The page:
Since no one has done this academic research in Africa before, how did you find a supervisor and how easy was it finding references for your project?

Actually, I must say am very lucky to find someone like Professor Lanre Bamidele to supervise me. He is a man of many parts and being a professor of theatre, drama therapy, though not practiced in Nigeria as at then, was not new to him. Therefore, under his tutelage and astute supervision, I was able to do a thorough job. Getting literature was not easy and I must give kudos to my friends abroad, most especially Mrs. Toyin Balogun (Nee Olumilua) and Temitope Badmus (Nee Lateef), who saw my vision and passion and came to my aid by never getting tired of my book demands. Through them, I was able to digest most of the works of Jacob Levi Moreno, the founder of psychodrama from where drama therapy emerged. Also, I acquainted myself with the works of Eleanor Irwin, Robert Landy, Renee Emunah, Sue Jennings, Richard Courtney, Adam Blatner and lots of other writers who took after Moreno.


What does drama therapy entails?

Succinctly put, drama therapy is the systematic and intentional use of drama and theatre processes to achieve therapeutic goals which could be of symptoms relief, personal or societal growth or even emotional and physical integration. It’s a health and human service profession that is capable to address the needs of citizens be they young or old. In advanced countries, it is used in the assessment and treatment of individuals, couples, families, juvenile delinquents and people in lock up institutions. It could be administered on people suffering from all kinds of ailments such as mental illness, drug abuse, schizophrenia, trauma, emotional problems, among others.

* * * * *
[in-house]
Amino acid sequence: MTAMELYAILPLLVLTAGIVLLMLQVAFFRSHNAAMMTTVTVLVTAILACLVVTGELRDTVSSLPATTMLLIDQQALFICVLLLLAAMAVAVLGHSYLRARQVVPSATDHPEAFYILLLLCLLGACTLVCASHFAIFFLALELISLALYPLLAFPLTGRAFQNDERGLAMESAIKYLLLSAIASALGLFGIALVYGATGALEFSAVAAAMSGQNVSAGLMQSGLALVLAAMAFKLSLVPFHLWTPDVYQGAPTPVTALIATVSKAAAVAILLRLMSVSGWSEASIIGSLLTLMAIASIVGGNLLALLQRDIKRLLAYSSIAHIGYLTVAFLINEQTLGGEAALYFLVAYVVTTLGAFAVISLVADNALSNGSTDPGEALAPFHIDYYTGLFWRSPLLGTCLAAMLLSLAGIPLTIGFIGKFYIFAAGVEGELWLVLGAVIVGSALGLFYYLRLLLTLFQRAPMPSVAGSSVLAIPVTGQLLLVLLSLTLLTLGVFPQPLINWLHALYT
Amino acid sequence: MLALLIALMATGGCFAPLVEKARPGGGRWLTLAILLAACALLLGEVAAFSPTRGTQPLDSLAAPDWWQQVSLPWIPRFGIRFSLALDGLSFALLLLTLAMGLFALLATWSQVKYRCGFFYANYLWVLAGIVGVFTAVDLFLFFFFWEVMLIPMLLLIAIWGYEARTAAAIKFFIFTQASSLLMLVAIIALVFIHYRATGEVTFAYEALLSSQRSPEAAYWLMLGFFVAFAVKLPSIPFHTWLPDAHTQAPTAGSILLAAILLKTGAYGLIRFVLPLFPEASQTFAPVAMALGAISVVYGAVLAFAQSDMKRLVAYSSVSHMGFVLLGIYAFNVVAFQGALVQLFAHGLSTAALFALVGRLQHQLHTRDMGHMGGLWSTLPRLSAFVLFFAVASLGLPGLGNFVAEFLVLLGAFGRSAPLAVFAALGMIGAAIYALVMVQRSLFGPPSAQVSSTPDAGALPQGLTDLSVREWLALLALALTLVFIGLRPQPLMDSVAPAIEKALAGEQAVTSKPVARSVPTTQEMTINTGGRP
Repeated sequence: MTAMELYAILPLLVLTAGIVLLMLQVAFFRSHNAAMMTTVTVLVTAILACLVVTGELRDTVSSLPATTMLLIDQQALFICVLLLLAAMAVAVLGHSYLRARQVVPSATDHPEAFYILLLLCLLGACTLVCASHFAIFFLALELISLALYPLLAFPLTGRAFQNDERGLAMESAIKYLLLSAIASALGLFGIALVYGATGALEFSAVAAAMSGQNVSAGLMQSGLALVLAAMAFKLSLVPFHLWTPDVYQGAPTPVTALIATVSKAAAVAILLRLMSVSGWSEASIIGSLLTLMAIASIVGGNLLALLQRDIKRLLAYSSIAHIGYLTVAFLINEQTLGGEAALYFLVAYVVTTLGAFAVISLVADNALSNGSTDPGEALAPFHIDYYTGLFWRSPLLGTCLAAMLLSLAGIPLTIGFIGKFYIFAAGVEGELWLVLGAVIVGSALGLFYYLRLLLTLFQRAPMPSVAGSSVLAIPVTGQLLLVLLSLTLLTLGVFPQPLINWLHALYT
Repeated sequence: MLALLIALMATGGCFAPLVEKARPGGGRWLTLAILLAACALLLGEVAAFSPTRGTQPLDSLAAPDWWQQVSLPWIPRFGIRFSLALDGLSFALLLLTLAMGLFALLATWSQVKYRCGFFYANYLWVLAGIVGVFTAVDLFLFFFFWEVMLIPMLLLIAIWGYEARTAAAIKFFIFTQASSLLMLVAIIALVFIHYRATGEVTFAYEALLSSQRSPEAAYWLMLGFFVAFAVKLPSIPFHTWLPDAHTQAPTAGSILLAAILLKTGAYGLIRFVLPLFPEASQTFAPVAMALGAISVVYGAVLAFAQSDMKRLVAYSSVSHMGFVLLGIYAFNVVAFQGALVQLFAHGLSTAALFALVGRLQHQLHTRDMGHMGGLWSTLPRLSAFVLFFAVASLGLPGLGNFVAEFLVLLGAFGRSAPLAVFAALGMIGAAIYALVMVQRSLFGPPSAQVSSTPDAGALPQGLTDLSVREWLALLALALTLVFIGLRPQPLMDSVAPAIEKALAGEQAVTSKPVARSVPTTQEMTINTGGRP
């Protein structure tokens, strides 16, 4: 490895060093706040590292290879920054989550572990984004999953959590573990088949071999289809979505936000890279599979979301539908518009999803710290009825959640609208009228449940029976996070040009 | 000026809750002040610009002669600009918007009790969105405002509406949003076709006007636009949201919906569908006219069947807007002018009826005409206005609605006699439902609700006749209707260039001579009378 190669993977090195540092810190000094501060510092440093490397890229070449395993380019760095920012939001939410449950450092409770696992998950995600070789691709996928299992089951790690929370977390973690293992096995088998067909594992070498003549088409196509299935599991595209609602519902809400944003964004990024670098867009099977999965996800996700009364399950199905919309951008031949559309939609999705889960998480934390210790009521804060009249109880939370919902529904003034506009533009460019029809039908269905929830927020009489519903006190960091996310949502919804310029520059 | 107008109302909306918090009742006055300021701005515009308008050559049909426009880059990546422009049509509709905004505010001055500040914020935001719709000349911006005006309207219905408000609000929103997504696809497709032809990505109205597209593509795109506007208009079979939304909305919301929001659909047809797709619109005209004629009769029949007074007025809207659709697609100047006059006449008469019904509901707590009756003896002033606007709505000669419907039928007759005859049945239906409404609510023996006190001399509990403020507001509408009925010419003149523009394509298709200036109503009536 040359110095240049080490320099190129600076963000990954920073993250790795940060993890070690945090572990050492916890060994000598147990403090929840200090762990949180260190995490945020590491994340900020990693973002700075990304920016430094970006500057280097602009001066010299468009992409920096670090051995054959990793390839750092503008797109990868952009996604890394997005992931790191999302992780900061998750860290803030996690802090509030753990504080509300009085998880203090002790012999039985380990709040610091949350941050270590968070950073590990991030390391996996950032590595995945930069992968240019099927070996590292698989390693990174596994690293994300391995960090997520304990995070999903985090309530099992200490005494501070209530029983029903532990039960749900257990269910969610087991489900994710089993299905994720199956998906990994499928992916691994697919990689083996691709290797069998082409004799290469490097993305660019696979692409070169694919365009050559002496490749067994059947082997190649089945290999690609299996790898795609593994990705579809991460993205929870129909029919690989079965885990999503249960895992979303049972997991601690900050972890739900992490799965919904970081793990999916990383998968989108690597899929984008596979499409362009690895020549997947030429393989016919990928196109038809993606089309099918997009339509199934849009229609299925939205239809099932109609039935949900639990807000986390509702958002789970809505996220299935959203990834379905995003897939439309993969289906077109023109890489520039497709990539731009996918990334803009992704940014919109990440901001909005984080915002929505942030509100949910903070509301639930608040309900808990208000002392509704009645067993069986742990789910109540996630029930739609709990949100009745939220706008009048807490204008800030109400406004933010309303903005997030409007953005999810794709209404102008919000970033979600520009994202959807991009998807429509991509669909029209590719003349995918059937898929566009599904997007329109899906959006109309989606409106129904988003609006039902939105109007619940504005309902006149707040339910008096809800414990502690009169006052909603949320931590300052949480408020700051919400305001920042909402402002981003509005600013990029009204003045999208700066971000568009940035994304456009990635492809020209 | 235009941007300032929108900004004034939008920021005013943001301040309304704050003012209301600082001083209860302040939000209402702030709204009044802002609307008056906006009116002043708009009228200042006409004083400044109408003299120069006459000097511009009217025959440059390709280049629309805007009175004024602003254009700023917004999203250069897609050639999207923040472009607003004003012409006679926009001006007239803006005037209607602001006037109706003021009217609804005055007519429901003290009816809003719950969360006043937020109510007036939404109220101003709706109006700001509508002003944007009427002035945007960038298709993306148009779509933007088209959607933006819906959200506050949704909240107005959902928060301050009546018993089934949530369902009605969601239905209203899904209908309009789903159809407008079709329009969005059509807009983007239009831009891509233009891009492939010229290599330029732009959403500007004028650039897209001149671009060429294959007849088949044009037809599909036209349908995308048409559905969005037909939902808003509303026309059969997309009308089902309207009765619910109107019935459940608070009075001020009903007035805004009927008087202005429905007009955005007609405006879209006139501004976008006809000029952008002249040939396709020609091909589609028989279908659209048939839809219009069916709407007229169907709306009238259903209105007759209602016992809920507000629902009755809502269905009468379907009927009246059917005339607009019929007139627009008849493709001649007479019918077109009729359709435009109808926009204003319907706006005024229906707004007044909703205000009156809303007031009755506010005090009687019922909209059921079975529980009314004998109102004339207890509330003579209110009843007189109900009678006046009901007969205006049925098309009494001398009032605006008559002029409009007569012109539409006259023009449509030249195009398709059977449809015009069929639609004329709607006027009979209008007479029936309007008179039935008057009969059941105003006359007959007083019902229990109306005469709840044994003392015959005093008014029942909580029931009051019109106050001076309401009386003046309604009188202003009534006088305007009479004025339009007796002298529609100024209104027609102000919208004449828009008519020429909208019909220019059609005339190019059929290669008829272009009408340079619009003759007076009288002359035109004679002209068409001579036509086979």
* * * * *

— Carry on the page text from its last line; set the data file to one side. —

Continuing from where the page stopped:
In the past, you worked with the psychiatric hospital, Aro, Abeokuta by using drama to calm the nerves of psychologically-disturbed patients, tell us more about this project.

The work done with the Neuropsychiatric Hospital, Aro, Abeokuta are numerous, and this is why I really appreciate the management for realising the importance of drama as therapy in the lives of the patients of the institution. I actually started in the Occupational Therapy (O.T) department, where I engage the patients in dramatic games. I also make use of Jonathan Fox’s playback theatre; David Read Johnson’s developmental transformation, while relying heavily on Robert Landy’s role method. All this culminated into the writing and productions of two full length drama in 2009 and 2012 titled “Turbulent Waters” and “The Crashed web.”


So what is your next line of action since you have bagged your PhD?

I see the acquisition of the PhD degree as the beginning of my research. I shall continue to research more in this field and engage in more refresher courses, because new challenges abound daily. The use of drama as therapy is fairly new in this country, and considering the composition of Nigeria, we are in dire need of it. It is an area that all sectors of development should key into because of its importance in human and societal growth. In this wise, I shall implore all institutions of higher learning offering theatre/drama/performing/creative arts to follow the trail laid by Olabisi Onabanjo University by shifting their attention more towards the therapeutic aspect of theatre.